Across the full season, he ranks 20th in both XFP per game (13.9) and FPG (13.4). And I think that’s a good baseline for his every-week expectation. If the team finally moves away from Ronald Jones, which they should, we could consider him as a fringe RB1. Jones averages 4.3 XFP per game, and if all of that went to Fournette, he’d jump from 20th to 5th among RBs in XFP per game.
Bernard, however, won’t be going anywhere. He’ll keep Fournette gamescript-sensitive, seeing an expanded role in games Tampa Bay is trailing, but taking a backseat to Fournette when leading. For instance, Bernard averages 4.3 XFP per game in wins, but 16.3 in their one loss. Luckily for Fournette, Tampa Bay isn’t likely to spend much time trailing this season.
Kyle Pitts, TE, Atlanta Falcons
[FPG: 12.2, XFP: 15.0, Diff: -2.8]
Last week we talked about how Pitts was the No. 1 positive regression candidate at the TE position, and, well, he regressed in a big way.
He earned a team-high 10 targets (or, 12 if we include targets negated due to penalty), catching 9 for 119 yards and a score. On a 23.0-point expectation (3rd-most by any TE this season), he scored 26.9 fantasy points, which was the 9th-most by any rookie TE all-time.
He now ranks 5th in route share (80%), 3rd in XFP per game (15.0), 3rd in targets per game (8.0), 5th in air yards per game (69.6), 2nd in XTD per game (0.61), and 6th in FPG (12.2). Not bad for a rookie.
Other / Quick Hits
For the third straight week (two wins, one loss), Kareem Hunt has seen better usage than Nick Chubb. Over this span, Hunt ranks 4th in XFP per game (19.2) and 5th in FPG (23.3). Chubb ranks 15th (14.7) and 20th (14.6)… Yeah, so, I’d be panicking at least a little bit if I was a Chubb owner. This was my big concern last year, and this year as well, which I explained in more detail here. Chubb is seeing near-zero usage in the passing game, and that’s a massive handicap in PPR leagues. In the meantime, Hunt should be ranked as a high-end RB2, and he's a good bet to out-score Chubb again this week, in a close script game (-2.5) against the Cardinals. And he remains an excellent DFS value, priced $1,000 cheaper than Chubb on DraftKings this week.
Ja'Marr Chase totals 98.4 fantasy points, which ranks 7th among all WRs. That's also — behind only Randy Moss (104.7) — the 2nd-most fantasy points by any rookie WR in their first five career games all-time. What’s most impressive about this is Chase isn’t really seeing good volume. He ranks just 32nd among WRs in XFP (61.4). So, he’s producing like a mid-range WR1 on low-end WR3-levels of volume. And, as such, he’s our No. 1 regression candidate at any position (+37.0). Although I do think an efficiency regression is coming, I wouldn’t be surprised if he continues to out-perform his expectation at one of the highest rates in the league. Afterall, is this not the best WR prospect since Julio Jones?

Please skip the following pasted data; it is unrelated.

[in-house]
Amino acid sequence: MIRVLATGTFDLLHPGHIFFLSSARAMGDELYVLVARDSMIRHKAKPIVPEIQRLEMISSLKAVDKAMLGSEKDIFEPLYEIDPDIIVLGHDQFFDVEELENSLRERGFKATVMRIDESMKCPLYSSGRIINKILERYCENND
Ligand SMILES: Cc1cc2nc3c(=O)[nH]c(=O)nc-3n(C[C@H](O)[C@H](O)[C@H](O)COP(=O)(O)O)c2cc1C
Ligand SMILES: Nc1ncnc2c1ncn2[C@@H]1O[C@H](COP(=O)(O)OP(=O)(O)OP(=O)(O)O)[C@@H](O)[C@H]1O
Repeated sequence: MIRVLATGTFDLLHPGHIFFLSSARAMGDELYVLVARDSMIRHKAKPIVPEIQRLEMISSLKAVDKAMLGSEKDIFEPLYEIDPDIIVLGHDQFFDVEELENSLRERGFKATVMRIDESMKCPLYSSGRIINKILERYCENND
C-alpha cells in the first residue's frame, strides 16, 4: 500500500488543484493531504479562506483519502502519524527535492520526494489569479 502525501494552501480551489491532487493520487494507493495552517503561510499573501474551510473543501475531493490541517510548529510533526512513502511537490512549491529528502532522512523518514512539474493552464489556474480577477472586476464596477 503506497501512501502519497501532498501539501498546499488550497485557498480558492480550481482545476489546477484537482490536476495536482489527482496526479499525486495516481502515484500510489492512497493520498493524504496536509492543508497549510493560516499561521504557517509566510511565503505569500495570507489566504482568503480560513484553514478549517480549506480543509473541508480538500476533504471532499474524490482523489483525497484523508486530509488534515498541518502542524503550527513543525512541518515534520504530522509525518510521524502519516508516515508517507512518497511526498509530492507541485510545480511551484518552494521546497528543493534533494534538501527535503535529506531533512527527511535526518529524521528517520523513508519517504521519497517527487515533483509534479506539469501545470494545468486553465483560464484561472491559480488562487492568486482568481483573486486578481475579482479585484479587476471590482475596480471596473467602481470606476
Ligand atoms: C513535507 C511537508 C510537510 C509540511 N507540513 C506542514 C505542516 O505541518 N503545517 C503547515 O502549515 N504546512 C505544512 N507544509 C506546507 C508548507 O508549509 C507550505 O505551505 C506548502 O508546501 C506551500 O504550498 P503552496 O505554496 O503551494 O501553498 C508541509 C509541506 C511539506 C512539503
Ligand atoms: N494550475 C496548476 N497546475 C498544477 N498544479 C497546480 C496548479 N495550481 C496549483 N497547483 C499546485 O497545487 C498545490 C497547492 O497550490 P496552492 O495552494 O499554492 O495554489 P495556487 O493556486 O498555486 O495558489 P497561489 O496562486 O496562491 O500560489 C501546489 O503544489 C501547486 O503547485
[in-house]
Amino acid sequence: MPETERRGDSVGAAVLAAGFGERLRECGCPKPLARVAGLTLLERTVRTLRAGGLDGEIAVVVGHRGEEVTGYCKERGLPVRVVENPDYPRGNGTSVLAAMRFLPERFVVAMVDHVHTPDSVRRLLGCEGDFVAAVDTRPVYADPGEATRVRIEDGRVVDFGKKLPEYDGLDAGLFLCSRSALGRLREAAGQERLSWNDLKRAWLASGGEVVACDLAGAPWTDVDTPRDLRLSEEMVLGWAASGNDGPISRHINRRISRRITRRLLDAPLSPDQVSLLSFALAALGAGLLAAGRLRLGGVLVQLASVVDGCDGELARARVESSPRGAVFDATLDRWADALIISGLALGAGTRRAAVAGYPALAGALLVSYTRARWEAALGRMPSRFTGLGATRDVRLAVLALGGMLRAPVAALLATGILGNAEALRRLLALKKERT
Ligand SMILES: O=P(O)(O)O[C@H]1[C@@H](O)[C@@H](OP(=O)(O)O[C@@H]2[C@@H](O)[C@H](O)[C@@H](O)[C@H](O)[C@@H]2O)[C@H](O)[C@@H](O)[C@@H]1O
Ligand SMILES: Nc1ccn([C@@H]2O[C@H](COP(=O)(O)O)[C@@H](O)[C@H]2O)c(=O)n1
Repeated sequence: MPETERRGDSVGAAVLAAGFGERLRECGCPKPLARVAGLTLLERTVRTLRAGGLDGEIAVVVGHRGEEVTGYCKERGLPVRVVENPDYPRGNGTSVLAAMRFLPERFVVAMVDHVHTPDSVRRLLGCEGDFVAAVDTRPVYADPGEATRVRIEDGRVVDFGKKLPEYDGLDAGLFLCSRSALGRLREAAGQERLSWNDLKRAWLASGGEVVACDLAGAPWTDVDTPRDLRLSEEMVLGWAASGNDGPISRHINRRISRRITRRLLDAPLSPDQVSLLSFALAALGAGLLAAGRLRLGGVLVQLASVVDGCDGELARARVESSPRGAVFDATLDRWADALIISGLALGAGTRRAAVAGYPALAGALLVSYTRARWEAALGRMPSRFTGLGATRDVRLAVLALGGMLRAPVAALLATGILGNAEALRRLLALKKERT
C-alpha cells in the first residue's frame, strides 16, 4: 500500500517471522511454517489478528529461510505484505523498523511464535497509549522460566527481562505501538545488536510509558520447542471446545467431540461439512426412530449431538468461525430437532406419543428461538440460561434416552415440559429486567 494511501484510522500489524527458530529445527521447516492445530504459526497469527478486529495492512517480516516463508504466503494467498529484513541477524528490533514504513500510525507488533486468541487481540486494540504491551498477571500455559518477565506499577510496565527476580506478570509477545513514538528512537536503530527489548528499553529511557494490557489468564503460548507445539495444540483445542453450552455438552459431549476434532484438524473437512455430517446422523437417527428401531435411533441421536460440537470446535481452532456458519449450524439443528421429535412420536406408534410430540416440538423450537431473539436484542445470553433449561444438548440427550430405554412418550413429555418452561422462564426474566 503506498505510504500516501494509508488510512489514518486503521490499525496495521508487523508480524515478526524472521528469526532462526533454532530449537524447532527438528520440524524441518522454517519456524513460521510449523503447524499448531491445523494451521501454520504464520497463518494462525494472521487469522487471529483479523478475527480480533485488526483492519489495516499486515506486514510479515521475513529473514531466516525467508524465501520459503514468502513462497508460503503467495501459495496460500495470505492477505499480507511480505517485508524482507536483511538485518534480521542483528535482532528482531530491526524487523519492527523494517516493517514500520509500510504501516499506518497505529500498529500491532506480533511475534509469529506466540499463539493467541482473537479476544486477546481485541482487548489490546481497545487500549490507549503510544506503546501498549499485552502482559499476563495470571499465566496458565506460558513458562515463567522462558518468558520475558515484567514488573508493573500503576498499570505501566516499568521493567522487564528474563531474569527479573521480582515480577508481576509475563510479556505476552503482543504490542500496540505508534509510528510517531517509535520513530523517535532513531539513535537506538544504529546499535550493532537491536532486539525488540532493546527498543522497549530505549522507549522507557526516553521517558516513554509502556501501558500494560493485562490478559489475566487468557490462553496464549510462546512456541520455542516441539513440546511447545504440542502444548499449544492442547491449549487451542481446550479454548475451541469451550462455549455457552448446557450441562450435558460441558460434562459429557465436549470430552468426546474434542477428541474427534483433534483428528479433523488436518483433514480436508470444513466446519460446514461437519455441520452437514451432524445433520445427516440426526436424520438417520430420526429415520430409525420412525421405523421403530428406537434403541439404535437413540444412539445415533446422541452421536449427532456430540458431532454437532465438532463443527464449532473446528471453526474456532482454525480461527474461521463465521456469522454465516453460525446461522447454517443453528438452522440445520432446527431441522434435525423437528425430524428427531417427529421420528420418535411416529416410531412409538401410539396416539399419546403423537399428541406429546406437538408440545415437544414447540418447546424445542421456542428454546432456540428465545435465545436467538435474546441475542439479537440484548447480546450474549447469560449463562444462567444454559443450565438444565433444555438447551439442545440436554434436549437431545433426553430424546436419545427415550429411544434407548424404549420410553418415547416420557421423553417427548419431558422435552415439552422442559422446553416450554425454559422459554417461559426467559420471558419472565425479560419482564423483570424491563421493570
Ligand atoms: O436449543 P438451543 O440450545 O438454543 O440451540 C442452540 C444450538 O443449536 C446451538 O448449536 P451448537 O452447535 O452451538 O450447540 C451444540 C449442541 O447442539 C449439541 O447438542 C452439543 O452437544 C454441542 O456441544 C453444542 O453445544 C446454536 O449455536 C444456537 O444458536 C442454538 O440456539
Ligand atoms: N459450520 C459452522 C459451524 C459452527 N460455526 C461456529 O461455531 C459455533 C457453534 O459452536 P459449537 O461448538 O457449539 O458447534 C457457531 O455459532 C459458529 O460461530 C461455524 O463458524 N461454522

Ja’Marr Chase vs. single coverage:— Cris Collinsworth (@CollinsworthPFF) October 12, 2021
93.4 PFF Grade (1st)
405 Yards (1st)
5 TDs (1st)
Only three players have hit at least 15.0 XFP in all five of their games: Cooper Kupp, Derrick Henry, and Keenan Allen… Allen ranks 4th in XFP per game (19.9) but just 21st in FPG (15.4). And so, he remains a massive positive regression candidate, and I like him just as much as I did last week, and for all of the same reasons. Although maybe I wouldn’t give up Mike Williams to do it, he’s a phenomenal buy-low target. And so is Calvin Ridley (3rd in XFP per game, 26th in FPG) and Stefon Diggs (11th in XFP per game, 29th in FPG).
Cooper Kupp ranks 1st (23.8), Mike Williams ranks 3rd (22.8), and Deebo Samuel ranks 4th (22.7) among all WRs in FPG. To some, it may feel as though a fall back down to earth is inevitable. Afterall, none of these WRs were drafted as WR1s. I’m more bullish, for a variety of reasons. But first and foremost, they are all seeing WR1 levels of volume. Kupp ranks 2nd (21.3), Williams ranks 6th (19.3), and Samuel ranks 9th (17.9) in XFP per game.
Over the past four weeks, Courtland Sutton’s production has been fairly volatile, but his volume has been rock solid. He totaled 19.8 XFP in Week 5, which ranked 9th-best, and marked the third time in four games he finished top-15. Over this span he ranks 13th in XFP per game (17.4) and 17th in FPG (16.5).
D'Andre Swift put up 22.4 fantasy points last week, but his usage (14.7 XFP) wasn't quite as good as we had anticipated. And especially not with Jamaal Williams entering the game with a hip injury that put him in jeopardy of sitting. Campbell promised more work for Swift in Week 4, and though that was true then, it dipped back down in Week 5. Swift’s market share (by XFP) over the backfield since Week 1: 53%, 58%, 68%, 69%, 63%.